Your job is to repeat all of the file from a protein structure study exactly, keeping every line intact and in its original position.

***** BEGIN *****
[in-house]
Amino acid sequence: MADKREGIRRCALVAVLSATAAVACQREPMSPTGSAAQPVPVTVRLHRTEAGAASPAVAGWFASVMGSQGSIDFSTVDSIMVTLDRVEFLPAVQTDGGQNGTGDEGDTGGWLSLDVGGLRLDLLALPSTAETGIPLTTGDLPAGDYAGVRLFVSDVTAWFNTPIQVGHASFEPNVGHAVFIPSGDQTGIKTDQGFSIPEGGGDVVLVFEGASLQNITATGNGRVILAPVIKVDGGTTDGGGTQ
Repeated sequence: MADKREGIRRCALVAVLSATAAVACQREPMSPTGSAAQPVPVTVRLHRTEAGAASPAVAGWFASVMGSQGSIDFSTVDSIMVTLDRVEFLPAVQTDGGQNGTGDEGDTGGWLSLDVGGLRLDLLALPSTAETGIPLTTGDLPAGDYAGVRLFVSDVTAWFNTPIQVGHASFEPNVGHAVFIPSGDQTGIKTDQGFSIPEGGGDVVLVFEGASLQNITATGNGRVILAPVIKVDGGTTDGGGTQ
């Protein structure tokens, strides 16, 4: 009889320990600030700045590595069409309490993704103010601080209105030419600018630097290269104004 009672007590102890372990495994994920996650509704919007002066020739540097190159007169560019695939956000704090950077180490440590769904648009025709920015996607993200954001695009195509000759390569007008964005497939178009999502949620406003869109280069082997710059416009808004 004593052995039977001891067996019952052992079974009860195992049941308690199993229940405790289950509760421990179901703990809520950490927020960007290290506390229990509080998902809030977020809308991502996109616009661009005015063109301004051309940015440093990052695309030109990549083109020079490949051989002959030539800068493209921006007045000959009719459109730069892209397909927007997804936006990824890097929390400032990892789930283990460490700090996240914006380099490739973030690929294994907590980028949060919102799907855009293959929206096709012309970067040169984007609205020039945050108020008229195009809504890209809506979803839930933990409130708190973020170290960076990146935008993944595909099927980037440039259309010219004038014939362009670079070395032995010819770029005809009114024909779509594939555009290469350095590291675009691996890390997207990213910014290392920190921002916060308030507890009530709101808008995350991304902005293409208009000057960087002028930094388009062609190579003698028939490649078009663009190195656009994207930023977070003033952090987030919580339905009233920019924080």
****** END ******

[in-house]
Amino acid sequence: MADKREGIRRCALVAVLSATAAVACQREPMSPTGSAAQPVPVTVRLHRTEAGAASPAVAGWFASVMGSQGSIDFSTVDSIMVTLDRVEFLPAVQTDGGQNGTGDEGDTGGWLSLDVGGLRLDLLALPSTAETGIPLTTGDLPAGDYAGVRLFVSDVTAWFNTPIQVGHASFEPNVGHAVFIPSGDQTGIKTDQGFSIPEGGGDVVLVFEGASLQNITATGNGRVILAPVIKVDGGTTDGGGTQ
Repeated sequence: MADKREGIRRCALVAVLSATAAVACQREPMSPTGSAAQPVPVTVRLHRTEAGAASPAVAGWFASVMGSQGSIDFSTVDSIMVTLDRVEFLPAVQTDGGQNGTGDEGDTGGWLSLDVGGLRLDLLALPSTAETGIPLTTGDLPAGDYAGVRLFVSDVTAWFNTPIQVGHASFEPNVGHAVFIPSGDQTGIKTDQGFSIPEGGGDVVLVFEGASLQNITATGNGRVILAPVIKVDGGTTDGGGTQ
């Protein structure tokens, strides 16, 4: 009889320990600030700045590595069409309490993704103010601080209105030419600018630097290269104004 009672007590102890372990495994994920996650509704919007002066020739540097190159007169560019695939956000704090950077180490440590769904648009025709920015996607993200954001695009195509000759390569007008964005497939178009999502949620406003869109280069082997710059416009808004 004593052995039977001891067996019952052992079974009860195992049941308690199993229940405790289950509760421990179901703990809520950490927020960007290290506390229990509080998902809030977020809308991502996109616009661009005015063109301004051309940015440093990052695309030109990549083109020079490949051989002959030539800068493209921006007045000959009719459109730069892209397909927007997804936006990824890097929390400032990892789930283990460490700090996240914006380099490739973030690929294994907590980028949060919102799907855009293959929206096709012309970067040169984007609205020039945050108020008229195009809504890209809506979803839930933990409130708190973020170290960076990146935008993944595909099927980037440039259309010219004038014939362009670079070395032995010819770029005809009114024909779509594939555009290469350095590291675009691996890390997207990213910014290392920190921002916060308030507890009530709101808008995350991304902005293409208009000057960087002028930094388009062609190579003698028939490649078009663009190195656009994207930023977070003033952090987030919580339905009233920019924080």